We are excited for the new school year to begin at Valley Christian Preschool, and we can't wait to see the many smiling faces that will greet us on the first day of school!
Are you a parent interested in learning more about VCP? We are enrolling children who are 3, 4 and turning 5 years old. We encourage you to contact us with any questions, and schedule a visit!
Informational packets including our school calendar and first day information will be sent to all enrolled students shortly. Below is some of the information that will be included in the packet:
Visiting Day for New and Returning Students
We have set up an optional Visiting Day for you and your child to come and meet the teachers, see our classroom, allow your child to find their name, play with toys and get a feel for our preschool.
Friday, September 6, 2013 Tuesday/Thursday Class: 9:30-10:15am Monday/Wednesday/Friday Class: 11:00-11:45am
First Days of School
Our Monday/Wednesday/Friday (4-year-old class) begins on Monday, September 9 and will be a full day. Our regular class will be held from 9:00am to 11:30am, and our extended day will run until 1:00pm.
Our Tuesday/Thursday (3-year-old class) begins on Tuesday, September 10, and will be a one hour class, from 9:00-10:00. Students in this class do not need to bring a snack on the first day.
Important: Required Health Forms
All students must have a physical exam each school year with an updated medical form completed by their doctor. It is required by the State of Connecticut that the physical exam be completed within 12 months of their prior exam. All preschool students are also now required to have Influenza and Hepatitis A immunizations and must have the “TB High-Risk Group” checked either “yes” or “no” by their doctor on their health form or it will be considered incomplete. Doctors offices have the appropriate blank forms needed, or you may download health forms on the Valley Christian Preschool website or by typing in “State of Connecticut Department of Education Health Assessment Form” in an Internet search.
Your child’s completed health form must be mailed and received before the first day of school.
A blank Health Form can be obtained by clicking here. If you wish to claim Religious Exemption from the Influenza vaccine for your child, the necessary form can be obtained by clicking here.
We encourage you to come visit our school, where you and your child can experience a typical morning at VCP first-hand. We are confident that once you step inside our classroom, your child will feel welcomed and you will get a great sense of our nurturing environment, routine and curriculum.
To schedule a visit to VCP or to receive a brochure and registration form, please Click Here or call us today at 860.673.6589! We look forward to speaking with you!
"Valley Christian Preschool was the perfect choice for my boys. I wanted them to go to a fun and loving place where they would grow both socially and academically. Although there are other preschools in the Farmington area, I feel that Mrs. Heath and Mrs. Thompson make this one the best. They are both such caring individuals and have created such a cozy and welcoming atmosphere in their classroom. I also like that they celebrate Christmas and other holidays. This reminds me of how school was when I was young…fun! My boys both love going to school and always come home with a story about a book they read, a visitor they met or playing with their friends outside. As both a mother and teacher, I highly recommend this preschool!" - Mora G.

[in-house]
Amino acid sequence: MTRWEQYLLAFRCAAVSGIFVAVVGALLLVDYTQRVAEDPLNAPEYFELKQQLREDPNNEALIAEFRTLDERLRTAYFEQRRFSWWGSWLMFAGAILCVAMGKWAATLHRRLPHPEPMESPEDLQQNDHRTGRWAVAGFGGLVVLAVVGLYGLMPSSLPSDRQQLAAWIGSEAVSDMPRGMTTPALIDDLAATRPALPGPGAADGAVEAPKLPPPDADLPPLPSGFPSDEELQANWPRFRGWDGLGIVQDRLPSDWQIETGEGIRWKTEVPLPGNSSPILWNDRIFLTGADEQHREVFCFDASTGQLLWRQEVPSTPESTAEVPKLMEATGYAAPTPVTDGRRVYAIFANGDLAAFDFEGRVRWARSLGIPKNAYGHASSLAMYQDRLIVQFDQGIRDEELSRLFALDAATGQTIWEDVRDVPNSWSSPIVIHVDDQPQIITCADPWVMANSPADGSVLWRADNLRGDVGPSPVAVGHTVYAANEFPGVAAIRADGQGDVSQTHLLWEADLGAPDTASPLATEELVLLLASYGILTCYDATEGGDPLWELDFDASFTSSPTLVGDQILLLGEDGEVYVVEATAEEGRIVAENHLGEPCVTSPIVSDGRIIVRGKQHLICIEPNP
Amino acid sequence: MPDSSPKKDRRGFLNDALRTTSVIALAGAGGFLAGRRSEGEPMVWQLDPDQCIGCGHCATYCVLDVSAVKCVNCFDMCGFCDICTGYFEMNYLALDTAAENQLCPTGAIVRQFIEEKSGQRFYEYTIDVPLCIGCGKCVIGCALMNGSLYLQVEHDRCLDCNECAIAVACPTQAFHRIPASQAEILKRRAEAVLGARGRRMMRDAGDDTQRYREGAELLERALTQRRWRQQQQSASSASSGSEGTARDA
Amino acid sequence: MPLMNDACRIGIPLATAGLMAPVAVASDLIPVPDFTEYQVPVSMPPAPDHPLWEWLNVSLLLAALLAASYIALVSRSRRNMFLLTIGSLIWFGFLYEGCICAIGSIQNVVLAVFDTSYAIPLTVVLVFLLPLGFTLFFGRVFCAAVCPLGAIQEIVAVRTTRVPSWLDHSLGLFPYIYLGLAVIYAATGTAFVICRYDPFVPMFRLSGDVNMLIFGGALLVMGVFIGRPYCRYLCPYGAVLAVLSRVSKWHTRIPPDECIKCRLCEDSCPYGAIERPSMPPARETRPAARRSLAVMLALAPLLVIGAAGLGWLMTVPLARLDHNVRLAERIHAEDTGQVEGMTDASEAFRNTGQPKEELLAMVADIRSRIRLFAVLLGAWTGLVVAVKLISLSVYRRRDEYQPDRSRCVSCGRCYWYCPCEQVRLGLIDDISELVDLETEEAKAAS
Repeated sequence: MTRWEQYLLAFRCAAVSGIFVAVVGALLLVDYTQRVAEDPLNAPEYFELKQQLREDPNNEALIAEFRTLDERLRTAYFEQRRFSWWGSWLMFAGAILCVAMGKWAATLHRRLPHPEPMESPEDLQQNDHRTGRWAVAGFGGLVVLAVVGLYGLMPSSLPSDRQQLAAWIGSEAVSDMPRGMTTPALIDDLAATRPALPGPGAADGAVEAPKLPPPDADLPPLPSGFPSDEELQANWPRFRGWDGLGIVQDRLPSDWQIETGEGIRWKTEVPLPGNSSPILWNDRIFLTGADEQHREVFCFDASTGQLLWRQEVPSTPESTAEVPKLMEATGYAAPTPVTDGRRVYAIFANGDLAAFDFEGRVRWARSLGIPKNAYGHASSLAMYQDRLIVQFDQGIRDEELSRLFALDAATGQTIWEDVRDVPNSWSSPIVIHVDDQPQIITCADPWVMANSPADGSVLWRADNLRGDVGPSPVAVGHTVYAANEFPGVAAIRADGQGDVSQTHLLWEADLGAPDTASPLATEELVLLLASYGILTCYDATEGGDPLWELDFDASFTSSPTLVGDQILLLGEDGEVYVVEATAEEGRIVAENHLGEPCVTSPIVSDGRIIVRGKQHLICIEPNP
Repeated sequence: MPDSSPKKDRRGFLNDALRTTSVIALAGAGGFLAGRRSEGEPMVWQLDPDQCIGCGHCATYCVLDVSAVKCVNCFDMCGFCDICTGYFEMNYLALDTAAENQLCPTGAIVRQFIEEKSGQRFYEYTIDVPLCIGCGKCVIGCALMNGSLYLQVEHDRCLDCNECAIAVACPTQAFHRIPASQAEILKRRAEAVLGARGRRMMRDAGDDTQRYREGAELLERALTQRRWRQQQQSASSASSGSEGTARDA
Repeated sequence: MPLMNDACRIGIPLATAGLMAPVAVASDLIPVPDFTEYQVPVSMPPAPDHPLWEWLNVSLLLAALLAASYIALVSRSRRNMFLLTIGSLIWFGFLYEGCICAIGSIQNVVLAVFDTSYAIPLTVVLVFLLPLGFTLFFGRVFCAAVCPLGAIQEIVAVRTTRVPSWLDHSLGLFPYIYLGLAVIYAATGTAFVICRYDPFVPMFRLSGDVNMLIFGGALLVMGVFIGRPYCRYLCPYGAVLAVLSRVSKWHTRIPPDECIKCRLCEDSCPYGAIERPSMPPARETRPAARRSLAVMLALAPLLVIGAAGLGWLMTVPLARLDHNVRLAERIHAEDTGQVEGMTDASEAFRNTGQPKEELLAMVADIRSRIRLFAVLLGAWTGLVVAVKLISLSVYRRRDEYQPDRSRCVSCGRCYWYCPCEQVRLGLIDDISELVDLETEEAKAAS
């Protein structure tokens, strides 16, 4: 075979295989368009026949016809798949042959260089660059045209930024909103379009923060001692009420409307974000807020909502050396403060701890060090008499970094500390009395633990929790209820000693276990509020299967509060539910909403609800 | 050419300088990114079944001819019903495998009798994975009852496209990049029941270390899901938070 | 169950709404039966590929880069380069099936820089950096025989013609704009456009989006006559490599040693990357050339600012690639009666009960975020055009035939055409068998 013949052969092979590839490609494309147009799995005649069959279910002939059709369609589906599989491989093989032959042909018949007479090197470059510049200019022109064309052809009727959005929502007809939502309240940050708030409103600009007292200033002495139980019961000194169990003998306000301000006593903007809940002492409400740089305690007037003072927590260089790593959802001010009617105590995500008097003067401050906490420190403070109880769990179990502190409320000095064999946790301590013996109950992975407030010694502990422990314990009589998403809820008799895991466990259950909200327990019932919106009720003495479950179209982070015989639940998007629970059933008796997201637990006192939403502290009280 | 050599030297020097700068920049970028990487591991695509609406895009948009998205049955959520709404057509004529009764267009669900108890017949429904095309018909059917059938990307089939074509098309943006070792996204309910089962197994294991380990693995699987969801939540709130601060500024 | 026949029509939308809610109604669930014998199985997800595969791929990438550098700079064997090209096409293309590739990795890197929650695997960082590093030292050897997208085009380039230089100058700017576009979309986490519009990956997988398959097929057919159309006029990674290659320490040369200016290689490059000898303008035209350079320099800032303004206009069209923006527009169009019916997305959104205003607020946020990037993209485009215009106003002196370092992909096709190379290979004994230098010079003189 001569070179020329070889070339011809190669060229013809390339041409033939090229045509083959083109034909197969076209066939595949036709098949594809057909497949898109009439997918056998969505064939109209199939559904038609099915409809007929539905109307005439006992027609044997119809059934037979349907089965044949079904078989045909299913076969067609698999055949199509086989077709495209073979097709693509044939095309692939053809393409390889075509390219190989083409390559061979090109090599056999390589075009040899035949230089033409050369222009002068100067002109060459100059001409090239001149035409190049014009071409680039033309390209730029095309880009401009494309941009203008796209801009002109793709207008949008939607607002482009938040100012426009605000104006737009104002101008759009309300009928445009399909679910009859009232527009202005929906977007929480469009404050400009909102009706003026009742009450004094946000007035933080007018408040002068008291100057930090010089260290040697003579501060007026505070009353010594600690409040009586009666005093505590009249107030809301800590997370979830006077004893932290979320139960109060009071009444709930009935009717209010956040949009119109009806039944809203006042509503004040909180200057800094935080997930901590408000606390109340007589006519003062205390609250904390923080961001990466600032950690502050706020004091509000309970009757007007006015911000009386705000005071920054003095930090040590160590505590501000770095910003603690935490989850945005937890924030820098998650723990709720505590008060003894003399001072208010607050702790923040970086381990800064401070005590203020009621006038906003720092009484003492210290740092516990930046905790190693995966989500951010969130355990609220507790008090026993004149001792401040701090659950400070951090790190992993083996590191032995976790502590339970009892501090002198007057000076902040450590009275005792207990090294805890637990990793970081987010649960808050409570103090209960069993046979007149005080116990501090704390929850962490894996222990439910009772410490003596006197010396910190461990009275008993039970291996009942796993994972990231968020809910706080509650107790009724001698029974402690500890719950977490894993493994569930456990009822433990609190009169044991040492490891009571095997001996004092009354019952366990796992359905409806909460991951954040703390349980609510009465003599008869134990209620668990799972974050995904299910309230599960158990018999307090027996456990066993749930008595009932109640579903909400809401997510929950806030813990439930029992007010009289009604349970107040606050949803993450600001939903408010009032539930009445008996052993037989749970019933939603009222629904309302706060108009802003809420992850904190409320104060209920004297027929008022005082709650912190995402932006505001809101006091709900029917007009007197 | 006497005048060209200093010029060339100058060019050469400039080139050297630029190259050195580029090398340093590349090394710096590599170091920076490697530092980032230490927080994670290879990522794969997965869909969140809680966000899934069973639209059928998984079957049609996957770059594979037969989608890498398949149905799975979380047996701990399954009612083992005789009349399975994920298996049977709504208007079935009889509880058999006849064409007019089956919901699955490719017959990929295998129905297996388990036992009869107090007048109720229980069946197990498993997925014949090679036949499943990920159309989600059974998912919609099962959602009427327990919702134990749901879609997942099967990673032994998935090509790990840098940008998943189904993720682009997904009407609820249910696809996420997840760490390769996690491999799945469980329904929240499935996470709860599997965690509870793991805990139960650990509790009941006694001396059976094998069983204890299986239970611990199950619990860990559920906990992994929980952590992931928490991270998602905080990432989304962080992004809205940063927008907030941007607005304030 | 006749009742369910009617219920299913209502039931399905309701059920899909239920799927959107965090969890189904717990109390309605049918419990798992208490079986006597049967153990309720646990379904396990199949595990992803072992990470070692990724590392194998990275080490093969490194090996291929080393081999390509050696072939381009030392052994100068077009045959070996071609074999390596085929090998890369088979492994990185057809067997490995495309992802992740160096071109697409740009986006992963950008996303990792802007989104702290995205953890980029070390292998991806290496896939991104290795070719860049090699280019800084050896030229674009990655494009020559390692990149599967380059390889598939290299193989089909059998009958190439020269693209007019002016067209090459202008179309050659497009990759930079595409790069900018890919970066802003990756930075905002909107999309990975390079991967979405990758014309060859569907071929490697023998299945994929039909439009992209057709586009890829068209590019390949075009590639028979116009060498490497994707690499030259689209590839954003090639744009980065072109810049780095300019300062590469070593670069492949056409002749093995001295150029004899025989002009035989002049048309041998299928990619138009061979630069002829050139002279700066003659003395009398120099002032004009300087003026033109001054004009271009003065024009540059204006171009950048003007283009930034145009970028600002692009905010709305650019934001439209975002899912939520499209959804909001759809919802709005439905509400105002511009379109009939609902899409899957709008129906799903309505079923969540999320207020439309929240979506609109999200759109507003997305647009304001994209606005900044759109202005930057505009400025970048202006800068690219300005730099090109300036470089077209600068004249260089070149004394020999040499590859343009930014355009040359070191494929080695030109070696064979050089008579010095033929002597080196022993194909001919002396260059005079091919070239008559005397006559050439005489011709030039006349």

"I have had one child complete the 3's and 4's program and one child that has completed the 3's and will be in the 4's next year. They both absolutely love the school! I cannot say enough about the quality of this program and its teachers. I would highly recommend Valley Christian to anyone." - Tina Z.
"The atmosphere at Valley Christian Preschool is what I love best. The teachers have created a place where my kids are excited for everyday of school. They run through the door to share news with the teachers or inquire about what they will learn that day. The teachers care for each child as if they are their own. The teachers did an exceptional job preparing my kids for kindergarten and they had no trouble adjusting academically or socially. This is a great school and I will be sad when my last child graduates as the teachers are now a part of my life too." - Jennifer S.
"I chose Valley Christian Preschool because it is small and as soon as I entered the classroom as I was visiting, I felt like I was home. Even if my daughter didn't speak English at the time she started school, I felt very comfortable sending her to VCP because I knew she was in good hands with Mrs. Heath and Mrs. Thompson. Both teachers are very caring and gentle. My daughter loves them both. This school is a place where she can totally be herself and she enjoys it very much!" - Marie C.
"Valley Christian Preschool provided my son and daughter with a wonderful foundation that made them academically ready for school and spiritually ready for life. The teachers are caring and bring out the best in kids!" - Colleen O.
"My daughter had the greatest preschool experience at VCP! Mrs. Heath and Mrs. Thompson not only provided her with an engaging, child-centered environment, but truly prepared her for kindergarten in Canton. My husband and I are looking forward to sending out son to VCP too." - Maureen W.